What is a perforator vein ?


In addition to saphenofemoral reflux and valve incompetence causing symptomatic venous reflux disease, there are several sites along the greater saphenous vein where there is potential for brach varicosities. These include the performator veins which allow communication between the superficial and deep venous system of the legs.

The superficial veins communicate with the deep veins via perforator veins. There are valves within these perforator veins which can also become incompetent and cause branch vein varicosities along the knee and calf.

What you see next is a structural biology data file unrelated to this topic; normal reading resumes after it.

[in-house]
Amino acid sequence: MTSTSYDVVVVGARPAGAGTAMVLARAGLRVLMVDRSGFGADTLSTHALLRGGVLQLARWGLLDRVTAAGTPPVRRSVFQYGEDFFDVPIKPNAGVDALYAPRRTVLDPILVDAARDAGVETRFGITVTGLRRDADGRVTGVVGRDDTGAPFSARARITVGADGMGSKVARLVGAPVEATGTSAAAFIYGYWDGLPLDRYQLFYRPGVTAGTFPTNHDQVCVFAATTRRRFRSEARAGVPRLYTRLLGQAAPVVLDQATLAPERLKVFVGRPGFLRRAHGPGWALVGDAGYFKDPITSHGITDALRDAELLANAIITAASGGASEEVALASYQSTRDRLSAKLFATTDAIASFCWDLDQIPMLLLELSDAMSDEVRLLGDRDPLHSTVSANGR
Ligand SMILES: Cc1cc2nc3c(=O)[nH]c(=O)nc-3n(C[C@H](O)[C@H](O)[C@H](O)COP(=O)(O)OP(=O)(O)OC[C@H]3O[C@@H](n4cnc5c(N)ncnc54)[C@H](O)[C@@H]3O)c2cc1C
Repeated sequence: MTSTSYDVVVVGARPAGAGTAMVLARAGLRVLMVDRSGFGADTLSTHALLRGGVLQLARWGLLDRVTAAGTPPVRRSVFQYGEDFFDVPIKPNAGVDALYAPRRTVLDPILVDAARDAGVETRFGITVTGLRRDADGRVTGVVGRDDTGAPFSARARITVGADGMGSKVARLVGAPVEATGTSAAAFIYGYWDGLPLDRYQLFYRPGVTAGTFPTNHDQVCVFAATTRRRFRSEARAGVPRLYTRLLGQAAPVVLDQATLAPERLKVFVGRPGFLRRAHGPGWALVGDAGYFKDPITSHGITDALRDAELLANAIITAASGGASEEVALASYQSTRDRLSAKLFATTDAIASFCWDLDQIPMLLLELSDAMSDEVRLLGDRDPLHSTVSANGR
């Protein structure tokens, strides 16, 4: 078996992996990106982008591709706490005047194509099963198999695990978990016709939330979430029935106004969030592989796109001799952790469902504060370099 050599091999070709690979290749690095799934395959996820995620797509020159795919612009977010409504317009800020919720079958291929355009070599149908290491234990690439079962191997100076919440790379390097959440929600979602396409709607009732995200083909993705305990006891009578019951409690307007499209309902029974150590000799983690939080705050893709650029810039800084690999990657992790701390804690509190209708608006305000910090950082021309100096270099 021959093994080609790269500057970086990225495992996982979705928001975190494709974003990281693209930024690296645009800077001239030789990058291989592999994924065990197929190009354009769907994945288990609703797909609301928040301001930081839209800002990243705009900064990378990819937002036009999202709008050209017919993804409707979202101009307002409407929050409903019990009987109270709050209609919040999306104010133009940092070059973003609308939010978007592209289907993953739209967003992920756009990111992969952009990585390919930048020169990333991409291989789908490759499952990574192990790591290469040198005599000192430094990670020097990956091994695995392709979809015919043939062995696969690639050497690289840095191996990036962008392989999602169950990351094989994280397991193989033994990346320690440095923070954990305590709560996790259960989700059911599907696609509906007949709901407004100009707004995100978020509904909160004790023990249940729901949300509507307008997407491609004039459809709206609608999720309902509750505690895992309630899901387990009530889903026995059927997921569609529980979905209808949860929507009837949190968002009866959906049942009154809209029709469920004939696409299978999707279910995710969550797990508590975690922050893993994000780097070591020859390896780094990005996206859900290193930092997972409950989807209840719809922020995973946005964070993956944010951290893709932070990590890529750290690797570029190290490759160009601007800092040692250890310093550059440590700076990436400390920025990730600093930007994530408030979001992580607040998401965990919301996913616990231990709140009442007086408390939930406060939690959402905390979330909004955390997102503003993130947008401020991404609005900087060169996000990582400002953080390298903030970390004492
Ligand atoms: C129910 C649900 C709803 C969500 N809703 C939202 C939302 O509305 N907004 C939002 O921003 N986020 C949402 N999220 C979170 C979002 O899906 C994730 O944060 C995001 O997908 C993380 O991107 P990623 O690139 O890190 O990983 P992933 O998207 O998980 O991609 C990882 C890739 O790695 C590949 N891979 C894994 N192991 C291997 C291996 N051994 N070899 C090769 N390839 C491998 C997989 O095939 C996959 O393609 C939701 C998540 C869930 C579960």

In the past, surgery designed to divide the perforating veins, such as Cockett and Linton procedures, were associated with considerable morbidity. The recently developed technique of subfascial endoscopic perforator surgery (SEPS) has allowed perforating veins to be divided effectively but with considerable incisions and down time.

There is hope! New technology using radiofrequency ablation allows for obliteration of these perforators under local anesthesia in an ambulatory office setting. New VNUS catheters allow for obliteration of these perforators in the mid calf or thigh.

Patients can now return to work within 24 hours of VNUS Closure for perforator veins.


Article by
Buffalo Phlebologist